Las Flores

Since being founded in 2002, Homeless Child has worked cooperatively with Proniño, an initiative to provide street children with permanent care. Proniño then consisted of
‘Las Flores’, where boys between 6 and 15 years old were taken care of and ‘Los Grandes Heroes’ where boys from ages 15 to 19 were taken care of. Due to gang violence and threats to the safety of the older boys near the ‘Grandes Heroes’ home, all thirty boys are now living in the main property of Proniño in El Progreso, Honduras.

These boys formerly lived on the streets or other dangerous conditions and often come into our programs after experiencing serious trauma. They have suffered greatly from chronic malnutrition, long-term sexual abuse, abuse, addiction, glue sniffing, forced begging and stealing, gross neglect, and expulsion from family and society.

From the moment the children arrive at Proniño, protection and safety are offered. The first months require a lot of attention and are important for stabilizing every child. 
This process is crucial to help them to regain strength through good nutrition and adequate sleep. They also often need medical help.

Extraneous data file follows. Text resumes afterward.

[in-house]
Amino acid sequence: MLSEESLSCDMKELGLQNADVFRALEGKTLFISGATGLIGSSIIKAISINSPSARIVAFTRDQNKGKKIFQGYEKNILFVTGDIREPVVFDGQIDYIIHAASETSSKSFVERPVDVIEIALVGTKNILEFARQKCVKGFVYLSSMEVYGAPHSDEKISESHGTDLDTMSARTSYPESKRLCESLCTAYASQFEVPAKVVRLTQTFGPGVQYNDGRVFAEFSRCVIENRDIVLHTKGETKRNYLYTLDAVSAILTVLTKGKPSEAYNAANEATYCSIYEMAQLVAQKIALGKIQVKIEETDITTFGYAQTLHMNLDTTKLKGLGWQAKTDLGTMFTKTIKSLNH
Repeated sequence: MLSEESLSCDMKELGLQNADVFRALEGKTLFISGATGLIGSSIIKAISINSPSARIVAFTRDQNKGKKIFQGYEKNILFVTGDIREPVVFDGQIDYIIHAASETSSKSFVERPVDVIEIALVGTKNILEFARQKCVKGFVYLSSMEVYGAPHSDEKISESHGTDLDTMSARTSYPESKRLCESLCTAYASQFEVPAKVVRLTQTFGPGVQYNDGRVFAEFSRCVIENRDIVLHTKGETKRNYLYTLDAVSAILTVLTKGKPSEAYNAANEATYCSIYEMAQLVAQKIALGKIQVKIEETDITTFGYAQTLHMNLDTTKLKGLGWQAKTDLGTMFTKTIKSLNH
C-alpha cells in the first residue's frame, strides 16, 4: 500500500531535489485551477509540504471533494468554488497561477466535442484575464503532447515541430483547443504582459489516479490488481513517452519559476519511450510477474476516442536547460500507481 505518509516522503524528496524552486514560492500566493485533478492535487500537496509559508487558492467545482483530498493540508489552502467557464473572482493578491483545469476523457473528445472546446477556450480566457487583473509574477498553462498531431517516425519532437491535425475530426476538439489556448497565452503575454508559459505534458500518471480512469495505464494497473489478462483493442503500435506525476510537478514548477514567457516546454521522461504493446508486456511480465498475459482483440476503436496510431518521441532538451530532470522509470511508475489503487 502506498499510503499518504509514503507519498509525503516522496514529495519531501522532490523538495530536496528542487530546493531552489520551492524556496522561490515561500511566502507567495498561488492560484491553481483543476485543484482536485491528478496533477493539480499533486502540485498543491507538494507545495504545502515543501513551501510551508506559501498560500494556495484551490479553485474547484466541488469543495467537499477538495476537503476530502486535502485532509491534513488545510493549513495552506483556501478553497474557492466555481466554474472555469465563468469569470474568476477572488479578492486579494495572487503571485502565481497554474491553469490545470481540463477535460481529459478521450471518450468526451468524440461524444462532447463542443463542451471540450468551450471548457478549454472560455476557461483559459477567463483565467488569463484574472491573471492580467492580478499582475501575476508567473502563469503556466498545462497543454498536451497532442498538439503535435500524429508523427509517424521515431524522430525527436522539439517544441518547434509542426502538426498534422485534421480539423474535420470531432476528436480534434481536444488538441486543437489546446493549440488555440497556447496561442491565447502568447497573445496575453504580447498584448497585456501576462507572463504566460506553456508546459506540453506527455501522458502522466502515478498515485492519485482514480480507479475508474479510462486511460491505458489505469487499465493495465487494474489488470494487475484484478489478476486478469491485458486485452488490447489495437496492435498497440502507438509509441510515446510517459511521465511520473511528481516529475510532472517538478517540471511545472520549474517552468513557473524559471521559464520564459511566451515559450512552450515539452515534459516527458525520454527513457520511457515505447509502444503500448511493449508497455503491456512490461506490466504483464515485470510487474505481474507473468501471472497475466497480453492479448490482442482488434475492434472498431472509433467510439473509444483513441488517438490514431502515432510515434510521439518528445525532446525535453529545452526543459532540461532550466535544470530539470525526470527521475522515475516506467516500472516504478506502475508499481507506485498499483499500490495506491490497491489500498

Upon arrival, they are immediately included in a group with their peers. This group consists of no more than 10 children. This way there is sufficient attention per child and they can grow up in a familiar, homelike environment.

The children participate in individual and group conversations so that they can start processing traumas experienced before arriving at Proniño. Due to the trauma they have sustained, constant psychological care remains necessary during their stay with Proniño. The vast majority of children have a seriously damaged self-esteem. It takes years of education, confirmation and support to get the child to build up their self-esteem once again.

Following their arrival, an adequate place to attend school is quickly sought after and we try to offer children a view of a better life as quickly as possible. They can also help in the vegetable garden and take care of the chickens. From the age of 15, the children can participate in the agricultural project and the vocational training in woodworking and electrical engineering. This gives the boys a slightly greater chance of entering the tight labor market in Honduras.

Once children are grounded, they bloom again. They build friendships with other children, a bond of trust with employees. They can be children again.
Ultimately, most children are able to shape their own future and lead a reasonably stable life.